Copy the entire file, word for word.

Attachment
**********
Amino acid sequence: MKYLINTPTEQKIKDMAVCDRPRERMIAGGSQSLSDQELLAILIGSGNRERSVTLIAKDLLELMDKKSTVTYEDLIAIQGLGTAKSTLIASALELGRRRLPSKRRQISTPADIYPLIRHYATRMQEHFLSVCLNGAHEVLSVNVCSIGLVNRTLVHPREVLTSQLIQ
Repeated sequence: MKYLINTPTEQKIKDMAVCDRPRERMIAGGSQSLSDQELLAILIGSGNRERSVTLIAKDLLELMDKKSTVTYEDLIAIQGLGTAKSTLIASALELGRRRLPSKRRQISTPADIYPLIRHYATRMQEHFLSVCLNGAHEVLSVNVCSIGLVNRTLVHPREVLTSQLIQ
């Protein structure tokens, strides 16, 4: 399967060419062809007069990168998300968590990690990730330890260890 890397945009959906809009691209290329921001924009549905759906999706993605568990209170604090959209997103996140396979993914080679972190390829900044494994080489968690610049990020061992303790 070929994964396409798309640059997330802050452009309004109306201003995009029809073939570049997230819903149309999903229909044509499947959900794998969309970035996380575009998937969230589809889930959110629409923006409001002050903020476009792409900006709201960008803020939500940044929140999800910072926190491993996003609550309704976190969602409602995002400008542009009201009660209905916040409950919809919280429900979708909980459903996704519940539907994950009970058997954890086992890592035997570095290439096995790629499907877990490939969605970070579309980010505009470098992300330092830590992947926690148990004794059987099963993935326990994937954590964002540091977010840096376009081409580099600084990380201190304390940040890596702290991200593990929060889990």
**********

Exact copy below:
Amino acid sequence: MKYLINTPTEQKIKDMAVCDRPRERMIAGGSQSLSDQELLAILIGSGNRERSVTLIAKDLLELMDKKSTVTYEDLIAIQGLGTAKSTLIASALELGRRRLPSKRRQISTPADIYPLIRHYATRMQEHFLSVCLNGAHEVLSVNVCSIGLVNRTLVHPREVLTSQLIQ
Repeated sequence: MKYLINTPTEQKIKDMAVCDRPRERMIAGGSQSLSDQELLAILIGSGNRERSVTLIAKDLLELMDKKSTVTYEDLIAIQGLGTAKSTLIASALELGRRRLPSKRRQISTPADIYPLIRHYATRMQEHFLSVCLNGAHEVLSVNVCSIGLVNRTLVHPREVLTSQLIQ
């Protein structure tokens, strides 16, 4: 399967060419062809007069990168998300968590990690990730330890260890 890397945009959906809009691209290329921001924009549905759906999706993605568990209170604090959209997103996140396979993914080679972190390829900044494994080489968690610049990020061992303790 070929994964396409798309640059997330802050452009309004109306201003995009029809073939570049997230819903149309999903229909044509499947959900794998969309970035996380575009998937969230589809889930959110629409923006409001002050903020476009792409900006709201960008803020939500940044929140999800910072926190491993996003609550309704976190969602409602995002400008542009009201009660209905916040409950919809919280429900979708909980459903996704519940539907994950009970058997954890086992890592035997570095290439096995790629499907877990490939969605970070579309980010505009470098992300330092830590992947926690148990004794059987099963993935326990994937954590964002540091977010840096376009081409580099600084990380201190304390940040890596702290991200593990929060889990």